Putin and his generals are running out of tricks and maneuvers. Though we do not deny the tragedy that happened when Russia started to strike civilian areas throughout (our recent count is at least 77 missiles fired), this event will have a very minimal impact on how Russian troops will defend or attack in the coming weeks.

Sidharth Kaushal, a researcher at the Royal United Services Institute, told The Wall Street Journal that this attack seemed more like a signal than a strategy.

“What they seem to have done today, which is basically hitting civilian targets and infrastructure, seems to be much more about signaling on their part than delivering any real military effect…though it’s tragic, is actually not of any real military value, and they’ve expended quite an expensive capability.”

Kaushal added that cruise missiles were launched from the sea, air, and ballistic missiles yesterday. They also used Iranian Shahed drones. These missiles would usually carry a warhead of about 1,000 pounds of explosives. This could impact a whole building, so in the case of the attacks yesterday, many apartment buildings and public power infrastructures were affected.

However, these missiles travel low-speed and could be countered by short-range tactical anti-ballistic missile systems. Here in the US, we also have the Ground-based Midcourse (GMD) system with 44 interceptors from Alaska to California. But, the Russians also have cruise missiles that can make simultaneous in-flight maneuvers, making them hard to detect because they emit low radar and infrared energy signatures.

S-300 SAM
Ukrainian S-300P SAM launchers during the Independence Day parade in Kiev, Ukraine in 2008. (Source: Vitaly/Wikimedia)

Ukraine only has Soviet-era S-300 air-defense batteries, which could still be helpful in curbing the damage of the missiles onslaught. However, no air-defense system has a 100% effectivity rate. Ukraine, too, would only have a few systems, which could not be deployed throughout the country. They will have to choose strategic regions for defense and use the other systems for attacking the frontlines.

Though Ukraine doesn’t have the perfect defense, as we’ve previously reported here on SOFREP, Russia cannot obtain air superiority over Ukraine.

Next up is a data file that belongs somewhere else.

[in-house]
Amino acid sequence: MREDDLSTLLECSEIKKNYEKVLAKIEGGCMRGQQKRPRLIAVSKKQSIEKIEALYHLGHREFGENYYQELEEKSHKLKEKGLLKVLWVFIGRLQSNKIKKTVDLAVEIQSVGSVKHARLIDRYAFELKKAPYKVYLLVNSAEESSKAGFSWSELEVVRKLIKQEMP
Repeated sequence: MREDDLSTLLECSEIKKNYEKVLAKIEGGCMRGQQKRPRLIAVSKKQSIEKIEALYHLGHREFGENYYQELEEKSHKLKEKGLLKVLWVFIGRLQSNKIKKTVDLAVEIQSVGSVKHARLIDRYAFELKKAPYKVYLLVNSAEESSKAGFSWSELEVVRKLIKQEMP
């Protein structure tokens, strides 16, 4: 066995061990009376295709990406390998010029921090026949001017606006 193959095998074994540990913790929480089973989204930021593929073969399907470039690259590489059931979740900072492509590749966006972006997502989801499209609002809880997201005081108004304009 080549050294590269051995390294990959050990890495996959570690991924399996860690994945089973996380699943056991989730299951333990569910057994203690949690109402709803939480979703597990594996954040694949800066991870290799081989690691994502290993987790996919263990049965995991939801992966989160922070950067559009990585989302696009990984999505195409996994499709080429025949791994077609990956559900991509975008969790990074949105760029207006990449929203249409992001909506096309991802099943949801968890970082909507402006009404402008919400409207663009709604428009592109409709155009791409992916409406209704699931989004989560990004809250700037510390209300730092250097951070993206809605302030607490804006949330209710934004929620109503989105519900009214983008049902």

“To achieve air superiority, a fighting force must first employ Suppression of Enemy Air Defenses (SEAD), pronounced “seed.” On day one of the war, the Russians launched a little over 100 ballistic and cruise missiles into Ukraine. Most targets were military infrastructure (radar stations, runways, fixed communications towers). Many American analysts thought this was a low number as our Navy had fired over 320 Tomahawk missiles into Iraq on the first night of Operation Iraqi Freedom. And that’s only one type of missile launched by one service.”

“Missiles are great at knocking out fixed or static targets. That’s why the major militaries of the world utilize mobile rocket launchers. Initial missile and rocket barrages are usually followed up by multiple sorties of fixed-wing aircraft hunting out and destroying enemy mobile radar units and rocket launchers. That’s phase II, if you will, of SEAD. The Russians, however, never really employed phase II. And their phase I was limited at best.”

Analysts also doubt Russia’s ability to sustain precision-missile attacks for a lengthened period. Intelligence assessments that Russian inventories of ground-attack precision missiles are very limited. At the same time, since there are sanctions, Russia could only rely on countries like North Korea and Iran for additional supplies.

Ukrainian troops
Ukrainian troops in Sloviansk during the 2020 Russo-Ukrainian crisis (Source: Ministry of Internal Affairs of Ukraine/Wikimedia)

As for the front lines, Ukrainian forces continue to liberate villages in the eastern and southern regions, even after Putin’s illegitimate referendum calling areas like Crimea officially annexed Russian territories.

At any rate, the US and NATO should be on their toes. Just as Steven Pifer, a former US ambassador to Ukraine now at the Brookings Institution, warned us in 2018, Russia is ready to drag Ukraine into a multi-year war if there is no strict intervention from the West.

“It’s important for the West to send a very sharp message to Russia that if you don’t stop this, there will be consequences. It’s a test of the West, and Washington should have responded,” he said.

And Putin is not looking to let go any time soon, especially since their plan for negotiations starts with a bid of all or nothing.

“Russia wants to have a Ukraine that is more Russia-friendly, part of a greater Russian-led civilization, and the fact is that they have alienated Ukraine,” Kurt Volker, U.S. special envoy for Ukraine, told FP. “They’re an even more pro-Western, more pro-NATO, more anti-Russian Ukraine than has ever existed in history.”